School-Based Telepractice for Occupational Therapy

Administrating and supplying occupational therapy services within a school system is challenging. There are a lot of barriers to overcome that inhibit children from receiving proper care. With the advancement of technology, more and more children are accessing occupational therapy through alternative methods.  While students with individualized education plans need to be able to access therapy, many schools have trouble finding an occupational therapist to do so (Muller, 2009). By using telepractice methods, occupational therapists can provide school systems access to specialized occupational therapy regardless of their location. 

How does this Work if an Occupational Therapist is Mainly Hands-on?

Instruction of therapy and consultation by an occupational therapist is possible through the introduction of an eHelper.  An eHelper can be used to facilitate and guide the hands-on portion of occupational therapy.

Is Telepractice Occupational Therapy really Effective?

 Consultation by an occupational therapist, even while remote, have been positive in assisting students, schools, and family members. Remote occupational therapists can help provide strategies to help a student overcome academic difficulties faced in and out of the classroom (Bayona et al., 2006; Casillas, 2010; Dreiling & Bundy, 2003; Dunn, 1990). The American Occupational Therapy Association (AOTA) recognizes telepractice as an acceptable and effective method of providing occupational therapy. AOTA understands the need for students who live in remote areas where occupational occupational therapy services are scarce in the community (American Occupational Therapy Association [AOTA], 2010). Research has been conducted on implementing telepractice occupational therapy services. For example, Criss (2013) explored the use of telepractice delivered occupational therapy for students ages 6-11 years of age for the improvement of visual and fine motor skills that impact handwriting.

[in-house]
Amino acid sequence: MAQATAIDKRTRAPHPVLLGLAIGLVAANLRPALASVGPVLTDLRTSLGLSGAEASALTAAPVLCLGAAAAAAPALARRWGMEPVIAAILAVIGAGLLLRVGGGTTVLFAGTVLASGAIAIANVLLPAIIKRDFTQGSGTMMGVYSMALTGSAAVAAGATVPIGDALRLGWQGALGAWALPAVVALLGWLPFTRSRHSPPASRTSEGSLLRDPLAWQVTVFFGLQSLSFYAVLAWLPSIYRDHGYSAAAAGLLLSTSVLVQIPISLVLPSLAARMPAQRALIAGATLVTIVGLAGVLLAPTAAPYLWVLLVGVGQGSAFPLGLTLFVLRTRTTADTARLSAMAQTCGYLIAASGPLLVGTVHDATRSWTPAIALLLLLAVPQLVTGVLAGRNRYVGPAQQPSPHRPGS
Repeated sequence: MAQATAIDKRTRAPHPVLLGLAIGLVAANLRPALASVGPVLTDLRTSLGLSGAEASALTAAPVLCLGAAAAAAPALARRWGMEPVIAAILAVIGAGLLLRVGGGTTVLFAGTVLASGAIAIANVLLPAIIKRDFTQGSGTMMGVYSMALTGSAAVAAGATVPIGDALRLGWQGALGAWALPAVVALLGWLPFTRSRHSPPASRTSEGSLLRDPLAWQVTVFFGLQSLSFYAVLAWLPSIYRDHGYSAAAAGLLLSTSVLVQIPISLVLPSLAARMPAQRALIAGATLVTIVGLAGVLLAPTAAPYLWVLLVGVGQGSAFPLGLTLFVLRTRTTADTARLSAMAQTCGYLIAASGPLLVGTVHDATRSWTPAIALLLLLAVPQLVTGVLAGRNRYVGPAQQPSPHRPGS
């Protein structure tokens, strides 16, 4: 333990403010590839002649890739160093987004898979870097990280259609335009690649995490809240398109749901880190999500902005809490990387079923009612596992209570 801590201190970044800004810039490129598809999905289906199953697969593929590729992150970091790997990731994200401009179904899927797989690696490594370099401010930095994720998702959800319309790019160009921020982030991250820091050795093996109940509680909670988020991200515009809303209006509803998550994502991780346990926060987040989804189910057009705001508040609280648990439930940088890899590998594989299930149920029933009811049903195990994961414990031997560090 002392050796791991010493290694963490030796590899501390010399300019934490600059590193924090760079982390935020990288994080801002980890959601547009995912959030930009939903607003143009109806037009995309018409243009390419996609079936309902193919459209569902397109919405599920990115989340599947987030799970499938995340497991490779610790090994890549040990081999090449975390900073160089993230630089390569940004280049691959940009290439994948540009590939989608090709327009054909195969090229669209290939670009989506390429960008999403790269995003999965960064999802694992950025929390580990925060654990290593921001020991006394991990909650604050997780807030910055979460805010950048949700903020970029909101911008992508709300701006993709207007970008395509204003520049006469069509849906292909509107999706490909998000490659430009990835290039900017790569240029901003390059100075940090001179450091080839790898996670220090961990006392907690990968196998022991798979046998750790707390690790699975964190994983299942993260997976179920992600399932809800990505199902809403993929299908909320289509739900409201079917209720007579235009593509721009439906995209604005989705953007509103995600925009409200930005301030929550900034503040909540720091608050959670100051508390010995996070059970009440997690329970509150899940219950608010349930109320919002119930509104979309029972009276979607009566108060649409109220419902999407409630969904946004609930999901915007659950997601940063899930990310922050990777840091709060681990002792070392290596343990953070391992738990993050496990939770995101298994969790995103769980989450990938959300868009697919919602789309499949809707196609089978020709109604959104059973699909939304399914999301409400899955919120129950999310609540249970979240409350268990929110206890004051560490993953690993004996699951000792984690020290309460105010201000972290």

The Study

In the Criss (2013) study, 8 students (5 males, 3 females) completed 8 sessions: 1 pre-test session, 6 telepractice occupational therapy sessions, and a post-test session. Students had an eHelper, which was often their mother who assisted with the telepractice sessions. Pre-test sessions included an assessment of fine motor skills and handwriting using a specialized handwriting assessment tool. The 6 telepractice occupational therapy sessions consisted of interaction with a remote occupational therapist via webcam while the student performed biomechanical, kinesthetic, and multisensory exercises to remediate handwriting deficits. Each telepractice session lasted 30 minutes and occurred once a week. The post-test session included the same handwriting assessment given during the pre-test session in addition to a satisfaction questionnaire that was given to both the student and eHelper to assess the success of the program. 

The Results